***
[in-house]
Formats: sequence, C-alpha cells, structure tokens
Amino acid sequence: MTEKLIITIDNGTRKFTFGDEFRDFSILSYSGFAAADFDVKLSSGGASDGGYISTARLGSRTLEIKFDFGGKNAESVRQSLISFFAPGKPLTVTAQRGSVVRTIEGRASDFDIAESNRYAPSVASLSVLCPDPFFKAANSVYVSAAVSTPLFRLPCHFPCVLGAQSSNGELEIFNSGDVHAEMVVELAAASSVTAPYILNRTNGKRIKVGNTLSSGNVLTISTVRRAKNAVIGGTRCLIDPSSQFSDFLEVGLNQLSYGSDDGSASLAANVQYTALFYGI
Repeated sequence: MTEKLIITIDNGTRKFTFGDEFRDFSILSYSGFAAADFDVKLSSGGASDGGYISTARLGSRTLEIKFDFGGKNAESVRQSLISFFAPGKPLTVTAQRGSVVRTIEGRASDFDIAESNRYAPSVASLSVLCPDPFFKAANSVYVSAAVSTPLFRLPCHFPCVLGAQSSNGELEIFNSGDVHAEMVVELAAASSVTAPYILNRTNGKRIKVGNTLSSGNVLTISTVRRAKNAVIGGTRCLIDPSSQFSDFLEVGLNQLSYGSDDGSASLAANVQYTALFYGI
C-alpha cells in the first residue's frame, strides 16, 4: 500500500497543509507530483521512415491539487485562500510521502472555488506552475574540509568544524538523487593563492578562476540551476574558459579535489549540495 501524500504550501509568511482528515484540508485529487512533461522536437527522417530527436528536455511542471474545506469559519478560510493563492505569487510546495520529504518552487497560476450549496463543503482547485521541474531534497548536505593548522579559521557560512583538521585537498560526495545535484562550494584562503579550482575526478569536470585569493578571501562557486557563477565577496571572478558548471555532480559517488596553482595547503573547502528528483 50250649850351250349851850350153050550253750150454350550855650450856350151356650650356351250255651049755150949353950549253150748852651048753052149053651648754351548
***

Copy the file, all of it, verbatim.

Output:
[in-house]
Formats: sequence, C-alpha cells, structure tokens
Amino acid sequence: MTEKLIITIDNGTRKFTFGDEFRDFSILSYSGFAAADFDVKLSSGGASDGGYISTARLGSRTLEIKFDFGGKNAESVRQSLISFFAPGKPLTVTAQRGSVVRTIEGRASDFDIAESNRYAPSVASLSVLCPDPFFKAANSVYVSAAVSTPLFRLPCHFPCVLGAQSSNGELEIFNSGDVHAEMVVELAAASSVTAPYILNRTNGKRIKVGNTLSSGNVLTISTVRRAKNAVIGGTRCLIDPSSQFSDFLEVGLNQLSYGSDDGSASLAANVQYTALFYGI
Repeated sequence: MTEKLIITIDNGTRKFTFGDEFRDFSILSYSGFAAADFDVKLSSGGASDGGYISTARLGSRTLEIKFDFGGKNAESVRQSLISFFAPGKPLTVTAQRGSVVRTIEGRASDFDIAESNRYAPSVASLSVLCPDPFFKAANSVYVSAAVSTPLFRLPCHFPCVLGAQSSNGELEIFNSGDVHAEMVVELAAASSVTAPYILNRTNGKRIKVGNTLSSGNVLTISTVRRAKNAVIGGTRCLIDPSSQFSDFLEVGLNQLSYGSDDGSASLAANVQYTALFYGI
C-alpha cells in the first residue's frame, strides 16, 4: 500500500497543509507530483521512415491539487485562500510521502472555488506552475574540509568544524538523487593563492578562476540551476574558459579535489549540495 501524500504550501509568511482528515484540508485529487512533461522536437527522417530527436528536455511542471474545506469559519478560510493563492505569487510546495520529504518552487497560476450549496463543503482547485521541474531534497548536505593548522579559521557560512583538521585537498560526495545535484562550494584562503579550482575526478569536470585569493578571501562557486557563477565577496571572478558548471555532480559517488596553482595547503573547502528528483 50250649850351250349851850350153050550253750150454350550855650450856350151356650650356351250255651049755150949353950549253150748852651048753052149053651648754351548